#30DaysofPhilly: Bill Cosby

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Benjamin Franklin invented the rocking chair and got his face on the hundred dollar bill. Dr. Jay invented the skyhook inspired millions of kids to try the same in our driveways. But few Philadelphians who made an impact on American culture as everyone’s favorite Jell-O pudding spokesman, Bill Cosby. Here’s how Cosby impacted not only his home city of Philadelphia, but the entire country.

Cosby celebrated his city roots

Bill Cosby grew up just 10 miles from Merion Country Club, site of this year’s U.S. Open, but his childhood was anything but privileged. As his father served in the Navy and his mother worked as a maid, Bill became the kind of hard-working youth that Jay-Z would later call a “hustler,” contributing to the family income through a series of jobs at supermarkets and a shoeshine stand. Although the family was rarely flush with cash, Cosby remembered his childhood fondly and later brought it to a mass audience through the hit show “Fat Albert and the Cosby Kids.” The show helped redefine how America viewed urban living, as its optimistic characters worked through a series of inner-city problems and educated kids in the process.

He broke new ground for African-Americans

Before “The Cosby Show” premiered in 1984, no TV series had portrayed an affluent, college educated African-American family. In 1987 Cosby created the spinoff, “A Different World,” which was based at a historically black college and dealt with more politically charged issues. “The Cosby Show” was the number one program on TV for five straight seasons in the 80s with “A Different World” always just behind—a feat that seems almost impossible today. “The Cosby Show” also blazed a trail for later programs to come: without Cosby, it’s possible that there would have been no “Seinfeld,” “Friends” or other sitcoms.  According to TV Guide, “The Cosby Show” “almost single-handedly revived the sitcom genre.”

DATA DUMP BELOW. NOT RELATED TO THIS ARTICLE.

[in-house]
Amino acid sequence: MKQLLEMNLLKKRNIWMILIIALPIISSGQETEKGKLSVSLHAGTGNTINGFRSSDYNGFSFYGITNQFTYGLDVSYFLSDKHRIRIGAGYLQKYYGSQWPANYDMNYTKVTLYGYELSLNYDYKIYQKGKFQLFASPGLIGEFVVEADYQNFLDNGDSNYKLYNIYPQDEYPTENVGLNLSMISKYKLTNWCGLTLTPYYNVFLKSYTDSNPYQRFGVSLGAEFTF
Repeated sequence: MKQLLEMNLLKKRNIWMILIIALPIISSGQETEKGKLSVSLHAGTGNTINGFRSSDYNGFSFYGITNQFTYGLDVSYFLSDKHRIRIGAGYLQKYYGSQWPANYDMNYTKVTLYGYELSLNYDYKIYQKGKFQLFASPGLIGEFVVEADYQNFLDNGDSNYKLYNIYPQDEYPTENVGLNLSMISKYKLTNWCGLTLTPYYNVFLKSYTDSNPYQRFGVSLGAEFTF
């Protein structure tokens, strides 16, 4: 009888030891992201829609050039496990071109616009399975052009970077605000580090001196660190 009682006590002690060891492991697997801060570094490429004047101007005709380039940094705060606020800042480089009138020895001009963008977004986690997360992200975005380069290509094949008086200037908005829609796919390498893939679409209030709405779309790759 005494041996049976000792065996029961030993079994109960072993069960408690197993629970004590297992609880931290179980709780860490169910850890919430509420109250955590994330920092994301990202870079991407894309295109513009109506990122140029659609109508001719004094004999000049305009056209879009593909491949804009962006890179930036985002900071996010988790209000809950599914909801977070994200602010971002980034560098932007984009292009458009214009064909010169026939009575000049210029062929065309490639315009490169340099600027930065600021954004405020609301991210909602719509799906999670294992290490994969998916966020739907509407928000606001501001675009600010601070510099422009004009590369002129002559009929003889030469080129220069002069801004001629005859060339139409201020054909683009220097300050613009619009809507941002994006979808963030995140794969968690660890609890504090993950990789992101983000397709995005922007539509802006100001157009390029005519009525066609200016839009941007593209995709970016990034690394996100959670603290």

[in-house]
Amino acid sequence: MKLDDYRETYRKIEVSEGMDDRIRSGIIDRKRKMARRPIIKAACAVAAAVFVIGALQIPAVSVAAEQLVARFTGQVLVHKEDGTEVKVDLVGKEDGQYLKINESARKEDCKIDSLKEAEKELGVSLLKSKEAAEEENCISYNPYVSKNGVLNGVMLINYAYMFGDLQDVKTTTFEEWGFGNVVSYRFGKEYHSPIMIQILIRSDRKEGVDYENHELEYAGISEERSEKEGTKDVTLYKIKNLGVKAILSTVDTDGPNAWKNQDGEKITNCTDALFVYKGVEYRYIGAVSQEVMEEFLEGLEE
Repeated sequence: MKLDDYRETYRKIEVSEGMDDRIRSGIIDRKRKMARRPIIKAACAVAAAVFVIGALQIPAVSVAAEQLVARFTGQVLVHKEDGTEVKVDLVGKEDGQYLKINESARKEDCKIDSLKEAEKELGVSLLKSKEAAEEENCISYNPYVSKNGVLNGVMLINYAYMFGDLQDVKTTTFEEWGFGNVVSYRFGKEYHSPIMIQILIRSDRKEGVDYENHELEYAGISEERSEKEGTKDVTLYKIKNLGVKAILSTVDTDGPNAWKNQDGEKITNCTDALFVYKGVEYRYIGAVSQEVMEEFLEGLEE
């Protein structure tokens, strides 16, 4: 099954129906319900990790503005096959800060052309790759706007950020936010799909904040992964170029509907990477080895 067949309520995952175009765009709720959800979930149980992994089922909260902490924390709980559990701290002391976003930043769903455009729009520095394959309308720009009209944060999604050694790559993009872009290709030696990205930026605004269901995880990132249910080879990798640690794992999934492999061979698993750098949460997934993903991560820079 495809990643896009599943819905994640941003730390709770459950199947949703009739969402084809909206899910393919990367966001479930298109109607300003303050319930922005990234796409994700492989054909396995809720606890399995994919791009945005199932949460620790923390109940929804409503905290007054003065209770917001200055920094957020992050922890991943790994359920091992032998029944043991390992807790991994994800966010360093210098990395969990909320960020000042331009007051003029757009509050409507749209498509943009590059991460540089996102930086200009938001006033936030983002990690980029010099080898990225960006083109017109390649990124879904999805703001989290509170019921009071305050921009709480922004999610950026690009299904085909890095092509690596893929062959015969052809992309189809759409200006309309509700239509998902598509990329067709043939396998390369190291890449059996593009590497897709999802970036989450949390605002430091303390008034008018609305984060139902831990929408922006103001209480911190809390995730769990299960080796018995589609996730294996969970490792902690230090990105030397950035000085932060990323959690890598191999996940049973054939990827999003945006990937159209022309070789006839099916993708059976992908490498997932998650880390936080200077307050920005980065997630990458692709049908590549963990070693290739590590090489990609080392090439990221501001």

Cosby supports Philly sports and education

Despite a successful career in Hollywood and fame that took him to stand up gigs around the world, Cosby has never forgotten where he came from. He’s an avid supporter of athletics at Philadelphia’s Temple University, where he competed on the track and football teams as a student.  Additionally he’s an outspoken advocate for the annual Penn Relays, a series of running races held at the University of Pennsylvania. He also still maintains a home in suburban Cheltenham, just 15 miles from the first tee at Merion Country Club. And these days, from Philadelphia and beyond, Cosby supports social causes and promotes education. (He tweets about both from @BillCosby.)

The attention may be on the golf action this June at Merion, but every player should take a moment to realize how Philadelphia—and America—would be different without Bill Cosby.

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